During the winter shutdown, from December 9th 2011 to March 14th 2012, ALICE hosted approximately 1500 visitors in over 130 separate visits. The visitors ranged from friends, family, and colleagues, to students, press, and VIPs. The purpose of most visits was to see the experiment and cavern, but some also included presentations or a stop at the LHC tunnel. Compared to the other LHC experiments, ALICE has a convenient access point between its cavern and the tunnel, making it a popular destination for beam pipe visits.
Max Brice/CERNMs. Margarita Zavala Gomez del Campo, the First Lady of Mexico, at Point 2
Visitor numbers increased compared to last year. Most were (see pie chart) for private purposes (friends, family, and so on) and student trips (including elementary schools, high schools, and universities). However, in terms of individual visitors, the number of students was far greater than the numbers for other visit types (see column graph).
Percentage of each visit type during the 2011/2012 winter shutdown
- Press visits included external journalists; photographers, such as Kim Steele for the New York Times; broadcast press, such as independent documentary director Steve Elkins, TV crews from Mexico, Hungary, and Italy, and Croatian radio; and CERN-based communication groups.
- Notable professional visits included Italian photographer Antonio Saba, charged with producing the new flagship images of ALICE, and the Science Museum London, in preparation for an exhibition about the LHC.
- A number of visits were arranged for high-profile VIPs , such as Dr. Plodprasap Suraswadi, Minister of Science and Technology, Thailand; Ms Margarita Zavala Gomez del Campo, the First Lady of Mexico; Ms Iveta Radi?ová, the Prime Minister of Slovakia; and members of the Comitato per il Progetto Culturale (IT) who included in their party a group of cardinals from The Vatican.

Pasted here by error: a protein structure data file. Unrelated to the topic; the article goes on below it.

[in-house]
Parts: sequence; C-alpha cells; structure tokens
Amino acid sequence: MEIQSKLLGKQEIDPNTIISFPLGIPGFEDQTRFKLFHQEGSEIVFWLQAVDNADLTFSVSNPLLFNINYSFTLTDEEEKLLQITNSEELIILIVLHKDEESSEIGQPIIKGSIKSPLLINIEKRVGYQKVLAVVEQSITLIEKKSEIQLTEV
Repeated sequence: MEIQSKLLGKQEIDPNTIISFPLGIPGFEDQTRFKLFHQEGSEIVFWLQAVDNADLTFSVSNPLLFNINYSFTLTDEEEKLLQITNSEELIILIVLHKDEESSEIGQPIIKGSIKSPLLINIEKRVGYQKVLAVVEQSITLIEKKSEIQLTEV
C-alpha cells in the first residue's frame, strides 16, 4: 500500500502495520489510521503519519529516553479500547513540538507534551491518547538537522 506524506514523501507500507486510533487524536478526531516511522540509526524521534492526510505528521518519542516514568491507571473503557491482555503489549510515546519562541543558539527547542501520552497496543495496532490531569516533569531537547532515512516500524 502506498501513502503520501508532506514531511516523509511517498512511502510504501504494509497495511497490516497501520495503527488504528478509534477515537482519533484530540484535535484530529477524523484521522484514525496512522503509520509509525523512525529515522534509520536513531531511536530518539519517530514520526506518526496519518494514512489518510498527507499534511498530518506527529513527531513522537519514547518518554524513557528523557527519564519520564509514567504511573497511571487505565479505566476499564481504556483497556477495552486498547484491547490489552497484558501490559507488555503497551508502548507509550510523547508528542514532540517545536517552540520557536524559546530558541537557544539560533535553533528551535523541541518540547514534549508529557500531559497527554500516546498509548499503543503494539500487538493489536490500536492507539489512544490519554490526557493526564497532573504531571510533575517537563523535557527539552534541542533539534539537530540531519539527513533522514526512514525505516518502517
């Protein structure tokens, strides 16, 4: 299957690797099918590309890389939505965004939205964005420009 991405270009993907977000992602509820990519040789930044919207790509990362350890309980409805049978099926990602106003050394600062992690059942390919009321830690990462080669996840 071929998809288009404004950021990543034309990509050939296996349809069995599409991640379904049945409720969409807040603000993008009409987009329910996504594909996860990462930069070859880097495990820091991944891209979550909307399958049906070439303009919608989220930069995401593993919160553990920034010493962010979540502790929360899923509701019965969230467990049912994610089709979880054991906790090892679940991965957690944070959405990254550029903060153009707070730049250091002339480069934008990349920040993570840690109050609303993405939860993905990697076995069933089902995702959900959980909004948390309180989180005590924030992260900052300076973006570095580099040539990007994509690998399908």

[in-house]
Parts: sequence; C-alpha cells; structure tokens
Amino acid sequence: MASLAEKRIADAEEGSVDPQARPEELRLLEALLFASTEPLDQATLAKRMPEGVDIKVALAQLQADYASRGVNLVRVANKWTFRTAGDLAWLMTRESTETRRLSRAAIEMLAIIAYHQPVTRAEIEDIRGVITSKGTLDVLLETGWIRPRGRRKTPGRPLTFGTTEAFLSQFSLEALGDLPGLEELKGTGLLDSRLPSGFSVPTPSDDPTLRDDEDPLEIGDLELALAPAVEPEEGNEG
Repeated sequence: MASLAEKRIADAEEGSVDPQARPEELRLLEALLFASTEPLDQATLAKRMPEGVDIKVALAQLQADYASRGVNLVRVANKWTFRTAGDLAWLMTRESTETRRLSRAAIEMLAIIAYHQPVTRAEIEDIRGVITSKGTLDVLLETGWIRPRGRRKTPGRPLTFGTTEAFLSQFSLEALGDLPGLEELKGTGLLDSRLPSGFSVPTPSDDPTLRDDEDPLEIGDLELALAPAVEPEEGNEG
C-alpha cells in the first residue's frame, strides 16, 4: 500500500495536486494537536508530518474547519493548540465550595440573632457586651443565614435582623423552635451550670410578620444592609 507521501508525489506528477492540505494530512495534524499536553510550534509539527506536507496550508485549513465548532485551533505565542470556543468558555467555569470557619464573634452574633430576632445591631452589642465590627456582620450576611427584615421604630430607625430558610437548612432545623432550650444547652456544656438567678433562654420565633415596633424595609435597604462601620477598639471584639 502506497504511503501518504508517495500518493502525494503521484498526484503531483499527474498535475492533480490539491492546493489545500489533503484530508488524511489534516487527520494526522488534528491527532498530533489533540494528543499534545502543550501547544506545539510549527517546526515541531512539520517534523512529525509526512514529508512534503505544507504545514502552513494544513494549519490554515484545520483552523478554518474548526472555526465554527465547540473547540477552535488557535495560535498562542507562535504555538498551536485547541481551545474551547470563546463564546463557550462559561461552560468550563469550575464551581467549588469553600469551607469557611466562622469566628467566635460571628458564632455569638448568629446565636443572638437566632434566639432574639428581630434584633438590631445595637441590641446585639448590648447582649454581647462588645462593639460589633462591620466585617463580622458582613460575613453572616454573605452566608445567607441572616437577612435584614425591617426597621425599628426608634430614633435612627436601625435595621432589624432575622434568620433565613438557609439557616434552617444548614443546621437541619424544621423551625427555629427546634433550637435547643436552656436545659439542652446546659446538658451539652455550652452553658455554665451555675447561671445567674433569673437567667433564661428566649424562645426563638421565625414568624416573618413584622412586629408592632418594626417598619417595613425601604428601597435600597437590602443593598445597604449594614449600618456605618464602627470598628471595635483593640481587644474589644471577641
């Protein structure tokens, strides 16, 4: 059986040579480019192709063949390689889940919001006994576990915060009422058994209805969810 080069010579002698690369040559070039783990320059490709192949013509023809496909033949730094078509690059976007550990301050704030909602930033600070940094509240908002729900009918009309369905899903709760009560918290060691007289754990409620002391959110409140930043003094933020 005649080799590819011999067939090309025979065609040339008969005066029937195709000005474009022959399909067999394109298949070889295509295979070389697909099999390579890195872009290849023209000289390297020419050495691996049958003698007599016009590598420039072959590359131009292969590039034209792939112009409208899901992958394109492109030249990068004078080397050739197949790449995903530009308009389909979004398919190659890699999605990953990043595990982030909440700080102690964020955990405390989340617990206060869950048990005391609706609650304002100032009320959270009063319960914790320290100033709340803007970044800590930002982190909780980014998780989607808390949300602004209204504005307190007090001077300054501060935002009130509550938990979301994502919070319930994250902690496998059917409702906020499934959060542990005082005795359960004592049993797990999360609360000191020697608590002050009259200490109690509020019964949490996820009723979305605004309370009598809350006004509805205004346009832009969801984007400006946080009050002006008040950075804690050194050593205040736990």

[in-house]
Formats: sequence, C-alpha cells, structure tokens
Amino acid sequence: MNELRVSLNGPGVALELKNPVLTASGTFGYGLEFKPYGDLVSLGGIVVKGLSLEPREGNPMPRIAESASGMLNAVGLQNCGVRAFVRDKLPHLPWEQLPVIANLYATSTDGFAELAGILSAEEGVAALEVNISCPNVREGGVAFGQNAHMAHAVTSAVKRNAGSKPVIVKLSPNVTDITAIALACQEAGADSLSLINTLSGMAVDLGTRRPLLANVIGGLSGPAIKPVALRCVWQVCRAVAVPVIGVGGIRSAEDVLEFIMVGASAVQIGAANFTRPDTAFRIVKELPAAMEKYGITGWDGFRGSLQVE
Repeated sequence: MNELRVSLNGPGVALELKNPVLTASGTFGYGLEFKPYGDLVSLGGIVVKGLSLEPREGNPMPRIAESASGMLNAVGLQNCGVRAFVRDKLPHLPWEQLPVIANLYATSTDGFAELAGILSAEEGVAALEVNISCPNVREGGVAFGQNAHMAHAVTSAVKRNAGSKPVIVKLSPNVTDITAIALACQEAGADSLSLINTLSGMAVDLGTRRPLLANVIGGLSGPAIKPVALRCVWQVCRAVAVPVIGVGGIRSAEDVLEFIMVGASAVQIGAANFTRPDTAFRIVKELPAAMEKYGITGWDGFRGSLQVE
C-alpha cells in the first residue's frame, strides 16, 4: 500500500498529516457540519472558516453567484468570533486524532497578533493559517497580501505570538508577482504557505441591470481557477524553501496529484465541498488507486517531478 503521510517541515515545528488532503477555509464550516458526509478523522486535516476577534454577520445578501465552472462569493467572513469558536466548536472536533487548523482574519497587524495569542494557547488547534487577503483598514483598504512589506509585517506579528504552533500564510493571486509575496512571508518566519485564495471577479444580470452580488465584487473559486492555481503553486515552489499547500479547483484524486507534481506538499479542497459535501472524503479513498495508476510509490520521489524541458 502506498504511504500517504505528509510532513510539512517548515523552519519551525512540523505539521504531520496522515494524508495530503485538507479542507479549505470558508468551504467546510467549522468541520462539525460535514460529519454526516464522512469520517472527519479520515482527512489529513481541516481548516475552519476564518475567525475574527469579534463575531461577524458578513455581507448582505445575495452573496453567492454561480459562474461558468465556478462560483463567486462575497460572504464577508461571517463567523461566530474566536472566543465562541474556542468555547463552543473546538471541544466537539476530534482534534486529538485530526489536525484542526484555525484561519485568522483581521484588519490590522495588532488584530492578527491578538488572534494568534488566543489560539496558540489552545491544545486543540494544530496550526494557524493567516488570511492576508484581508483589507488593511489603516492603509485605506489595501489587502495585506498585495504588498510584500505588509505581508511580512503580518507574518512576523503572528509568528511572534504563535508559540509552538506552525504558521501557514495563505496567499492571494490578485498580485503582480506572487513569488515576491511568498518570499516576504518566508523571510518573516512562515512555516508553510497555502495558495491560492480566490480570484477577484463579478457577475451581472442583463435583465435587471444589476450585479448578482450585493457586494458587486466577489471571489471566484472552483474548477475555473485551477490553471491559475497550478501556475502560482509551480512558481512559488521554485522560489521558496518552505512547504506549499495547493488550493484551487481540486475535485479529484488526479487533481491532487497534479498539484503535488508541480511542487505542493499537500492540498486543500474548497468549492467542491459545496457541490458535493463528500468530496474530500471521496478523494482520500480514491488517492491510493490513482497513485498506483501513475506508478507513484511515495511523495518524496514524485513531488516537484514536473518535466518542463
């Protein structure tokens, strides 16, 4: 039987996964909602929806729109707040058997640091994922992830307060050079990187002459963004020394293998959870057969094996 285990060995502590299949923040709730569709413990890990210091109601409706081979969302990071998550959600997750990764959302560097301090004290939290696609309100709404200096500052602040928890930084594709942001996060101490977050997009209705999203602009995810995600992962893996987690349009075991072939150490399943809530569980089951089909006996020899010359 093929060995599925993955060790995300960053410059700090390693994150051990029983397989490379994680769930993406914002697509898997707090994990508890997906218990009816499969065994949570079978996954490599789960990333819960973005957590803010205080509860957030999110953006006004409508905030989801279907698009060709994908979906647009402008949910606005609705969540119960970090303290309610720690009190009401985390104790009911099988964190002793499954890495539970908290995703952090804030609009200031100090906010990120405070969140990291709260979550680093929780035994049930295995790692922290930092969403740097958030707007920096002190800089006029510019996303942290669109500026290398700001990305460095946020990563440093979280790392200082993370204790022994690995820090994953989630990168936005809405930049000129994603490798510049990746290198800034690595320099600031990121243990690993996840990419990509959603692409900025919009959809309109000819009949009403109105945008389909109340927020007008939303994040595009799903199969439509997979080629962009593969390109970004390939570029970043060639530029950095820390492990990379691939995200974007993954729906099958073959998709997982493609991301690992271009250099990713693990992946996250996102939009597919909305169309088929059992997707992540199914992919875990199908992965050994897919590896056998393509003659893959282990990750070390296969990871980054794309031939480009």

Number of visitors per visit type
David MarksDocumentary filmmaker Steve Elkins filming, with crew member Ben, in the ATLAS Control Room
The logistics of handling visits falls each year to ALICE Deputy Technical Coordinator Arturo Tauro, and the complexity of organisation depends on group size and visit type. “Some big groups came to visit, as big as 50 or 80 people. It was quite challenging to have them down because the safety rules are such that you can’t go down with more than 12 people. If there is a problem in the cavern and an evacuation is triggered you have to be able to bring visitors safely outside the cavern,” Arturo commented. However, he adds, “We understand it’s really important for ALICE to get maximum visibility so it’s not that these visits were bothering us, on the contrary.”
Max Brice/CERNXavier Brunel overseeing a visit
CERN/Jean-Claude GadmerALICE Spokesperson Paolo Giubellino with members of the Comitato per il Progetto Culturale at ALICE
Visits are overseen by the technical staff who must organise practicalities such as tokens for the access doors, dosimeters, helmets, and so on. Special mention must go to Xavier Brunel of the ALICE safety team, who played a central role overseeing visit logistics. He spent much time during the shutdown dutifully following visits, training guides, and helping people to pass the biometric system. GLIMOS also sets certain rules for the visits, such as the maximum length of stay in the cavern. Further arrangements are made for the comfort of VIP visits; Systems such as cooling and ventilation are turned off to reduce noise in the cavern space.
For future visits ALICE has just invested in some portable audioguide devices which will allow visitors to hear their guides more easily, thereby increasing the quality of visits.
From March 14th until the next winter shutdown visits will be restricted to VIPs and requests from the press office that fall within the technical stops, roughly every 6 weeks.
Max Brice/CERNThai Minister of Science and Technology P. Suraswadi signing the guest book
Amy DustoAmy Dusto from the US LHC Communications Group was a regular contributor to ALICE Matters